Guest Blogger

Speak Out Against Early Release of Anti-Gay Killer

Filed By Guest Blogger | January 10, 2009 11:30 AM | comments

Filed in: Politics
Tags: anti-gay bigotry, anti-gay violence, hate crimes against LGBT people, Sean Kennedy, Stephen Andrew Moller

Editor's Note: Guest blogger Beth Sherouse is a Ph.D. student in the Department of History at the University of South Carolina. She is also a Board Member for Sean's Last Wish and the Volunteer Coordinator for South Carolina Equality.

In May of 2007, in Greenville, South Carolina, Sean Kennedy, a 20-year-old gay man was leaving a bar when Stephen Andrew Moller called him a faggot and hit him in the face so hard that Kennedy's brain separated from its stem. Moller left him on the sidewalk, unconscious, and Sean died later that night from his injuries.

Sean was a person who was open and honest about his sexual orientation; he was kind, and generous, and never met a stranger he didn't like.

Sean murder was unprovoked. He was killed simply because he was gay. His killer Stephen Andrew Moller was plea bargained down to involuntary manslaughter and given a suspended sentence of 3 years in prison.

Because of the inadequacy of South Carolina laws and the lack of hate crimes statutes in the state, Sean's murderer is eligible for parole as early as next month, meaning that he will have served only 8 months in prison since his sentencing.

Please consider helping Sean's family, friends, and community protest this injustice and ask the parole board to make Stephen Andrew Moller serve the remainder of his sentence, which will end in September 2009. While Sean Kennedy's family may never see justice done for Sean, we must do all that we can to show SC officials and the rest of the country that our community will not simply sit back and watch such violence and injustice continue to affect the lives of GLBT people.

Please write a letter to the parole board. In your letter, please remind them of the violent and unprovoked nature of Moller's offense and the pain and suffering it has caused in the lives of Sean Kennedy's family and friends. Also, please let Sean's mother Elke Kennedy know if you send a letter and if possible, send her a copy of the letter ([email protected]), so she can have them to take with her to the parole hearing.

Be sure to include Moller's full name and ID number:
Stephen Andrew Moller - SCDC ID # 00328891.

Send your letters to:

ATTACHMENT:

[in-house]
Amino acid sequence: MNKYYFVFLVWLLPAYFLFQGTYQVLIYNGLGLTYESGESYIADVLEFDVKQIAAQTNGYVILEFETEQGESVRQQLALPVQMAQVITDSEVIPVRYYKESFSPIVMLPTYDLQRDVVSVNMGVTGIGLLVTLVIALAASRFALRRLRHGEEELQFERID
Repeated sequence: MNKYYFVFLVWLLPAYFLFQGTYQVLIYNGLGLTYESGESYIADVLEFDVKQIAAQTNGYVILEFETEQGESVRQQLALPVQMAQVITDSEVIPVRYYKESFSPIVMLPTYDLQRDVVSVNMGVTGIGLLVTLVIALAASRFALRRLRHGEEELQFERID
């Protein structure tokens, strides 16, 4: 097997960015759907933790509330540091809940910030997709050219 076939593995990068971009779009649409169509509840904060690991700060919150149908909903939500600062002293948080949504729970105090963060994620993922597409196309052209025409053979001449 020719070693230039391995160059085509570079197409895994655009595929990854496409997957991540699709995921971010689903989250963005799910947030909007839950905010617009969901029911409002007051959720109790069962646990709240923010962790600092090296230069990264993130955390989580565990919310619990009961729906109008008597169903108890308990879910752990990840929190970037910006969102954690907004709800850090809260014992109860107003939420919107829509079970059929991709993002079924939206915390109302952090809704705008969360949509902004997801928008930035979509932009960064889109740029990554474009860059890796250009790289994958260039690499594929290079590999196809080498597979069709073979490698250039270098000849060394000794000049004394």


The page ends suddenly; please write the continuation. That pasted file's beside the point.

Department of Probation Pardon and Parole Services
2221 Devine Street, Suite 600, PO Box 50666
Columbia SC 29250

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Too little information. You focus on the victim, but not on the criminal. The type of person Sean Kennedy was doesn't have much bearing on whether Moller deserves parole; the type of person Moller is now, and what has happened since his conviction, matters much more.

You either believe that people can be rehabilitated or you don't. If you do, then the relevant question is has Moller been rehabilitated?

But it sounds like you don't. Your quest for "justice" sounds to me more like a thirst for vengance. It's attitudes like that that have helped elevate the U.S.'s incarceration rate to historic proportions.

Let's look at the elements of the crime:
Michael Moller confronted Sean Kennedy and did, without provocation, strike him intending to cause him grievious injury and pain.

Did he intend to kill him? Probably not, based upon the attack.

Cause greivious injury? Without question.

Did he kill him, whatever his intention? Yes.

There are multiple components to sentencing: only one is rehabilitation. Another component is to deter recividism. Wil an eight month sentence effectily deter Moller from recividism, from futher attacks upon gays? Perhaps, but probably not.

The third element of sentencing is deterrent value. Will an eight month sentence have any value in deterrence of further attacks upon gays and Lesbians that could result in death? No.

Five years minimum in my view, given the actual intent of the offense.

What has actually elevated the population in US prisons to historic levels are mandatory minimums for drug crimes. The statistics speak eloquently to this. Rockefeller-type rules for multiple offenders add to the problem.

Mr. Moller ought to sit a bit longer.

Michael, You need only look at the beauty of his smile in that video to see the love and potential that was destroyed. That life lost has caused pain for all who knew and loved him. I am not saying anything else to you other than to say i hope you do some thinking on a human level by yourself. If you cannot see the injustice of that hateful murderer getting released then you should know people do more time for misdemeanor offenses. Do you really think for one second that Seans family gives a damn about that animals rehabilitation?